"I went through the sector four tenths slower than my fastest lap, so if there had been a single yellow flag, my behaviour would have been correct. But the pace was too quick for double yellows.

"I was summoned to see the stewards and, although they listened to the radio communications between me and the team, they gave me a five-place grid penalty and three penalty points on my licence.

"The punishment I think was a bit excessive considering it was not my mistake, and that less severe penalties have been handed out in the past for more dangerous episodes.

"I’ve always been very careful about safety in F1, and I think I have always been one of the drivers who had the fewest points on his licence. But on this occasion, I could not do much more to convince those who judged me about my good intentions."

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Stroll took part in private test before Spa

Lance Stroll was able to get some more mileage under his belt at Hockenheim ahead of the Belgian Grand Prix.

The Canadian rookie, currently 13th in the Drivers' Championship with 18 points this season, took the 2014 Williams for a spin in Germany before finishing just outside the points in 11th at Spa.

This is not the first time Stroll has had a private test as he had also spent the day at the Circuit of The Americas in Austin, Texas following his first-ever points finish at his home grand prix in Montreal.

Stroll broke his front wing at Spa when overtaking Kevin Magnussen on the Safety Car restart, something which he feels cost him a fourth points finish of his career.

“It was unfortunate that I had damage at the end when overtaking Magnussen at the safety car restart. I broke a piece of the front wing and just had to survive until the end," Stroll said.

“Without this, I could have been attacking [Carlos] Sainz for points, but it was a good race with plenty of stuff happening and I had fun. It was great to see the car was working better in the race than in qualifying."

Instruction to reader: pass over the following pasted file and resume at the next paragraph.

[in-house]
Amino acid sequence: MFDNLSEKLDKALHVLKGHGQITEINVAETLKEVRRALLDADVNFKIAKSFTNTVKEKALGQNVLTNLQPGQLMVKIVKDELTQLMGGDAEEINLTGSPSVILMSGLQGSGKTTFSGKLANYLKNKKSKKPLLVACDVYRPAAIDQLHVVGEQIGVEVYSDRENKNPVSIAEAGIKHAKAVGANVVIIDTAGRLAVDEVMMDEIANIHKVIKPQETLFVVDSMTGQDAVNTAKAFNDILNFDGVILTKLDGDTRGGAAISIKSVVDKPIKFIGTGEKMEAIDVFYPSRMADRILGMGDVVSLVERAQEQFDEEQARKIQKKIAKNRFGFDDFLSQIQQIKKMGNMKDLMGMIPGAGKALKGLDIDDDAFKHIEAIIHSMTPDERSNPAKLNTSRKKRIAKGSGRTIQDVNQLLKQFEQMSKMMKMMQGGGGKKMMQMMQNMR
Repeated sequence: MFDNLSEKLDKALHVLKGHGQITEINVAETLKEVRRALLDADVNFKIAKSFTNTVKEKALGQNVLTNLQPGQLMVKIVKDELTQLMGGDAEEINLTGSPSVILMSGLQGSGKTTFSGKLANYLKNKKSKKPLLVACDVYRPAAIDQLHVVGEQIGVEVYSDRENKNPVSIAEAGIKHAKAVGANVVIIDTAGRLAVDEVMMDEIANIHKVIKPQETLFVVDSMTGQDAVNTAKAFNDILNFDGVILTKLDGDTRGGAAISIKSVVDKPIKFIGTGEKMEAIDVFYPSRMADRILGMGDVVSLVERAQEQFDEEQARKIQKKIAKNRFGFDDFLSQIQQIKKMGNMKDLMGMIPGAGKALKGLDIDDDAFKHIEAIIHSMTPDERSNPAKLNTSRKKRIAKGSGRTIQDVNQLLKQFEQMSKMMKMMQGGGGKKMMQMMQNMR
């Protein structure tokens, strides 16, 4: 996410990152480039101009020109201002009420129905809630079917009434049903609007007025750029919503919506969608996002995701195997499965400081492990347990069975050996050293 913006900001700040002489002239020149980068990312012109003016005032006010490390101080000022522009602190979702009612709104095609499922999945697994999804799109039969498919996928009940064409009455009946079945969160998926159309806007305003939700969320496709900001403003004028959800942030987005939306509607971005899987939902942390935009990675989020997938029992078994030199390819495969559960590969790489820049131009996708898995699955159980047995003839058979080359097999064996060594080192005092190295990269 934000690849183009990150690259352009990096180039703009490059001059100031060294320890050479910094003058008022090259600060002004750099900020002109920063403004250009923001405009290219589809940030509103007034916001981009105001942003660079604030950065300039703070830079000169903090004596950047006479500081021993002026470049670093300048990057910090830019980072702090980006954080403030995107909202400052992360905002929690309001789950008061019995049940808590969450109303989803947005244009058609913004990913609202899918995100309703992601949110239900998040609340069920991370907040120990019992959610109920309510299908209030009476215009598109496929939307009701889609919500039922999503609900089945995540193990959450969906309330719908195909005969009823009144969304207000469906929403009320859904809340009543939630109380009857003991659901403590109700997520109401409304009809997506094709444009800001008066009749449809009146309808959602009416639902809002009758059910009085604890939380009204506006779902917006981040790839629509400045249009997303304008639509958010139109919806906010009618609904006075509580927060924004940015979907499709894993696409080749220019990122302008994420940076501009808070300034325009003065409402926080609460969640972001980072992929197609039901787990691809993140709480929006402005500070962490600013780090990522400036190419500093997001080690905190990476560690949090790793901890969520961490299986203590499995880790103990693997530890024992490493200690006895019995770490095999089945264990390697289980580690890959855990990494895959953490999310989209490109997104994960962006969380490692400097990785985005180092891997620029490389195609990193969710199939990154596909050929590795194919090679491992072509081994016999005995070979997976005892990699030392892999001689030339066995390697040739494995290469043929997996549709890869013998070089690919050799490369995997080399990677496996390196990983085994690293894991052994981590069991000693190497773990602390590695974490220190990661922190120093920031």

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Mallya expects ‘no further issues’ at Force India

Both Force India drivers have good memories at Monza, while team principal Vijay Mallya is hoping team orders will ensure no more drama between Sergio Perez and Esteban Ocon.

Sergio Perez: “I love Italy and I love Monza! It’s one of my favourite weekends of the season and the tifosi are amazing – they make such a special atmosphere. All the passion you feel throughout the weekend is very special. Also the track is great – you get to experience truly high speeds; you arrive very fast into the corners, with very low downforce, and it’s going to be very interesting in these 2017 cars. In many ways Italy is quite similar to the Mexico race in terms of the atmosphere and passion of the fans at the circuit. I’ve had some special days in Monza too, when I finished on the podium in 2012 and beat both the Ferraris. I guess that wasn’t great for the tifosi but I still received a lot of support when I was standing on the podium.”

Esteban Ocon: “I always have special emotions when I visit Monza. I used to live in Italy and raced with an Italian team in my junior career so I know the country really well. I also speak Italian and I enjoy Italian food too! It’s one of the classic Formula One tracks. My favourite parts of the lap are the two Lesmo curves and the Ascari chicane. These are the corners that can make or break your lap. The combination of corners through Ascari feels very nice in a Formula One car. The atmosphere in Monza is always special. The Italian fans give so much support to all the drivers and you feel their energy. There is so much history and tradition in the country linked to Motorsport and you get to appreciate this in Monza.”

Vijay Mallya, Team Principal: "It’s hard to look back on the race at Spa, knowing we had the pace to score a lot of points, and came away with only two. At least we are back on track this weekend and we get an immediate chance to put the disappointment behind us. Monza is another quick track on which we expect to do well: like in Baku and Montreal, the layout of the track should play to our strengths. At this stage of the season, it’s crucial we make the most of every opportunity to score points. We have made both drivers aware of the new team policy designed to prevent incidents like the ones in Spa from reoccurring. As a team, we have a responsibility to defend our position and I am sure we will finish the season without any further issues. We have been competitive on every track so far and we intend to continue our strong season with another good performance in Monza.”

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Renault issue personal apology to Verstappen